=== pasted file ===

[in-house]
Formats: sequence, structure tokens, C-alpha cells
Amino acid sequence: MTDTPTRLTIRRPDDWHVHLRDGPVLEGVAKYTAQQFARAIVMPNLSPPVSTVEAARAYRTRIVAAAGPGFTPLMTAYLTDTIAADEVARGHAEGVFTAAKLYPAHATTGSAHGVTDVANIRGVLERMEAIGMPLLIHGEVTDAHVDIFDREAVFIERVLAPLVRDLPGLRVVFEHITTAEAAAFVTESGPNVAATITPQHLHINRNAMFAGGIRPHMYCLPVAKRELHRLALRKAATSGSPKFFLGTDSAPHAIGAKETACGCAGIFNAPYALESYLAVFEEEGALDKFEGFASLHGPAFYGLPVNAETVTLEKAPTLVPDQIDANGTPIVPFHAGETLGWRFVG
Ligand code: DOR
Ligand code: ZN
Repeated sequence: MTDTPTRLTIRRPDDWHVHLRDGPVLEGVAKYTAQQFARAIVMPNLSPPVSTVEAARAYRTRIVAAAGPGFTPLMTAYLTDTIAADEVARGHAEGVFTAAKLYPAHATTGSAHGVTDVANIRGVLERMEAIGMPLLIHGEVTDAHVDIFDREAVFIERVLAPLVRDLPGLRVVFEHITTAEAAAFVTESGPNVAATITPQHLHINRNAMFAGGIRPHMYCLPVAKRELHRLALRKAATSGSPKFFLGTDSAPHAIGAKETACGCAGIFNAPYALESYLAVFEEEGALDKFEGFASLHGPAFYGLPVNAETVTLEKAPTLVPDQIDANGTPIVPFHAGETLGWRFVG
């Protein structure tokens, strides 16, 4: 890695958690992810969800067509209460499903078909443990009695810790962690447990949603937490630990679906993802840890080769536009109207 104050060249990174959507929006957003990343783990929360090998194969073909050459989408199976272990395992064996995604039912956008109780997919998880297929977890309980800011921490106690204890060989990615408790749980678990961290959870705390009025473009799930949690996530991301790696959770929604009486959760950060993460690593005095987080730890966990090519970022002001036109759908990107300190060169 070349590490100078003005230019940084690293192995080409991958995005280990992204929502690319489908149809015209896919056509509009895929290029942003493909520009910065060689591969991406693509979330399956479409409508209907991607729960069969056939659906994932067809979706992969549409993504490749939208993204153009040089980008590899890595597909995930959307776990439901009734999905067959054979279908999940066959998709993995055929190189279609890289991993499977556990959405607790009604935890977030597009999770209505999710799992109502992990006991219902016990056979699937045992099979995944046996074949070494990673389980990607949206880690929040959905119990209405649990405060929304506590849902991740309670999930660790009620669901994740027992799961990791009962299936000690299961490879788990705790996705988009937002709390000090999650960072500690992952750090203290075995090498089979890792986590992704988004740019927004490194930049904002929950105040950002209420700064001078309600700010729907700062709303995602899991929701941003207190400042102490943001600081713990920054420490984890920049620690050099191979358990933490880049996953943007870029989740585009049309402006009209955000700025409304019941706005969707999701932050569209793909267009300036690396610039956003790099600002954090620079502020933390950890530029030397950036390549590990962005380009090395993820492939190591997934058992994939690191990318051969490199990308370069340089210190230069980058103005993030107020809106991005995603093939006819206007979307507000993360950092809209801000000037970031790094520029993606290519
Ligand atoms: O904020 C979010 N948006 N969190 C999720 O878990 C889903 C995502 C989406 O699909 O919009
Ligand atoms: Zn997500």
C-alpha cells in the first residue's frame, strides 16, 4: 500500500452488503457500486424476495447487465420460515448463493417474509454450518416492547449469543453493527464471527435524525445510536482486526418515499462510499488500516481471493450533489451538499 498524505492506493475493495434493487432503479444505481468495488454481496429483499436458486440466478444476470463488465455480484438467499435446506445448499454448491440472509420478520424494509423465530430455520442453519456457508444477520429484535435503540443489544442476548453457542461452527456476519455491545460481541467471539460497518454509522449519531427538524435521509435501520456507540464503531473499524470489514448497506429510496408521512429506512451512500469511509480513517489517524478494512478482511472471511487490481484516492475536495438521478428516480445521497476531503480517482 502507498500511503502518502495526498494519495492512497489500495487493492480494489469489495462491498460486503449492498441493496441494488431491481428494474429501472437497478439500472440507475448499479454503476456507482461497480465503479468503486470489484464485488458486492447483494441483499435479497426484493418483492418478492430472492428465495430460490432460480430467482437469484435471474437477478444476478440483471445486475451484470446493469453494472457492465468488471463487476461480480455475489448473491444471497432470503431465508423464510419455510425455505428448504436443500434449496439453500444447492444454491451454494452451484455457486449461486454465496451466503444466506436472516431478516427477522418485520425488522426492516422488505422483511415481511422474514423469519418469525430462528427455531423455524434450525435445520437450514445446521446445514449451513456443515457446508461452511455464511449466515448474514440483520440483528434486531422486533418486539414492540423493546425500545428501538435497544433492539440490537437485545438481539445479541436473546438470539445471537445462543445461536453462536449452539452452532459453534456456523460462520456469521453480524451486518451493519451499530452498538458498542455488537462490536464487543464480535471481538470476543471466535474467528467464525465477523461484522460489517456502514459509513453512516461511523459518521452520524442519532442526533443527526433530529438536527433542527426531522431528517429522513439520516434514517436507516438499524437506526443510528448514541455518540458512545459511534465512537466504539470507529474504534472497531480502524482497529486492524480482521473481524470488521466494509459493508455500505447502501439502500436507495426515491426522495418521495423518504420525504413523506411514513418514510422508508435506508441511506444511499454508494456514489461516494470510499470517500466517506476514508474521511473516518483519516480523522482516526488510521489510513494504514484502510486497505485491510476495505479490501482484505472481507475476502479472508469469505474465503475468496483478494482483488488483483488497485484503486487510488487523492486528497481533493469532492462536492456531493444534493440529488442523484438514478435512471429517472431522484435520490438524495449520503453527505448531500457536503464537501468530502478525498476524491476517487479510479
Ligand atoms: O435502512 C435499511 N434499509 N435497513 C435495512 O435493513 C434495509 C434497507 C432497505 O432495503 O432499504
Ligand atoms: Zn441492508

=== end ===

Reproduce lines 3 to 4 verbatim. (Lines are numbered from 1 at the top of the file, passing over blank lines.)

Amino acid sequence: MTDTPTRLTIRRPDDWHVHLRDGPVLEGVAKYTAQQFARAIVMPNLSPPVSTVEAARAYRTRIVAAAGPGFTPLMTAYLTDTIAADEVARGHAEGVFTAAKLYPAHATTGSAHGVTDVANIRGVLERMEAIGMPLLIHGEVTDAHVDIFDREAVFIERVLAPLVRDLPGLRVVFEHITTAEAAAFVTESGPNVAATITPQHLHINRNAMFAGGIRPHMYCLPVAKRELHRLALRKAATSGSPKFFLGTDSAPHAIGAKETACGCAGIFNAPYALESYLAVFEEEGALDKFEGFASLHGPAFYGLPVNAETVTLEKAPTLVPDQIDANGTPIVPFHAGETLGWRFVG
Ligand code: DOR